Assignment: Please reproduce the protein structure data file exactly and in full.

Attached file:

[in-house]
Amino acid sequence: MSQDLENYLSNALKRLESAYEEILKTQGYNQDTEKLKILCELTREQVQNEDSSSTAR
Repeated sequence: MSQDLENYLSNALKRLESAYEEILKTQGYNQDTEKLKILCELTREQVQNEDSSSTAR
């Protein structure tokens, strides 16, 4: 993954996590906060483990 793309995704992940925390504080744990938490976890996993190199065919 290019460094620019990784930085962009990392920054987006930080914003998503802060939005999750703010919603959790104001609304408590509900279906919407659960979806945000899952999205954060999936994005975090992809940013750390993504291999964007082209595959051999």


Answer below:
[in-house]
Amino acid sequence: MSQDLENYLSNALKRLESAYEEILKTQGYNQDTEKLKILCELTREQVQNEDSSSTAR
Repeated sequence: MSQDLENYLSNALKRLESAYEEILKTQGYNQDTEKLKILCELTREQVQNEDSSSTAR
């Protein structure tokens, strides 16, 4: 993954996590906060483990 793309995704992940925390504080744990938490976890996993190199065919 290019460094620019990784930085962009990392920054987006930080914003998503802060939005999750703010919603959790104001609304408590509900279906919407659960979806945000899952999205954060999936994005975090992809940013750390993504291999964007082209595959051999």